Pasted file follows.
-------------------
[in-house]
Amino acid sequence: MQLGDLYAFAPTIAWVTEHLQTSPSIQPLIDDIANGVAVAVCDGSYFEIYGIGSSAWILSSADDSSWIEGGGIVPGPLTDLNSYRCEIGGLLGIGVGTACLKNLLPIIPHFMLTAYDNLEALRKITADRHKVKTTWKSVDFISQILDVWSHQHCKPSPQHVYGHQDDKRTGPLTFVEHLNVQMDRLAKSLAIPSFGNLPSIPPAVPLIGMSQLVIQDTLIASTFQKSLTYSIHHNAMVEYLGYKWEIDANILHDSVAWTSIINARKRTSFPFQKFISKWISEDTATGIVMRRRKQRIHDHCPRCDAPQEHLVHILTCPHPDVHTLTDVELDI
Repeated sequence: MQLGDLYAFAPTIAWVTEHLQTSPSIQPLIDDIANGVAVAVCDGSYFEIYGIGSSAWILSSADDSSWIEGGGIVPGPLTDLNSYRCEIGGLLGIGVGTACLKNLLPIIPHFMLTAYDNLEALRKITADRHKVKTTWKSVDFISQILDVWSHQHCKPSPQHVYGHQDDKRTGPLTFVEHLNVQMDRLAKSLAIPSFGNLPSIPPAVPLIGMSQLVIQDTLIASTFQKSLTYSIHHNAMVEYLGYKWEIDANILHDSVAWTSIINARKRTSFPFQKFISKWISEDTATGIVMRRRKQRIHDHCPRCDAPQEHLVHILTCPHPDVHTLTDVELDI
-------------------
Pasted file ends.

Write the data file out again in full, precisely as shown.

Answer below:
[in-house]
Amino acid sequence: MQLGDLYAFAPTIAWVTEHLQTSPSIQPLIDDIANGVAVAVCDGSYFEIYGIGSSAWILSSADDSSWIEGGGIVPGPLTDLNSYRCEIGGLLGIGVGTACLKNLLPIIPHFMLTAYDNLEALRKITADRHKVKTTWKSVDFISQILDVWSHQHCKPSPQHVYGHQDDKRTGPLTFVEHLNVQMDRLAKSLAIPSFGNLPSIPPAVPLIGMSQLVIQDTLIASTFQKSLTYSIHHNAMVEYLGYKWEIDANILHDSVAWTSIINARKRTSFPFQKFISKWISEDTATGIVMRRRKQRIHDHCPRCDAPQEHLVHILTCPHPDVHTLTDVELDI
Repeated sequence: MQLGDLYAFAPTIAWVTEHLQTSPSIQPLIDDIANGVAVAVCDGSYFEIYGIGSSAWILSSADDSSWIEGGGIVPGPLTDLNSYRCEIGGLLGIGVGTACLKNLLPIIPHFMLTAYDNLEALRKITADRHKVKTTWKSVDFISQILDVWSHQHCKPSPQHVYGHQDDKRTGPLTFVEHLNVQMDRLAKSLAIPSFGNLPSIPPAVPLIGMSQLVIQDTLIASTFQKSLTYSIHHNAMVEYLGYKWEIDANILHDSVAWTSIINARKRTSFPFQKFISKWISEDTATGIVMRRRKQRIHDHCPRCDAPQEHLVHILTCPHPDVHTLTDVELDI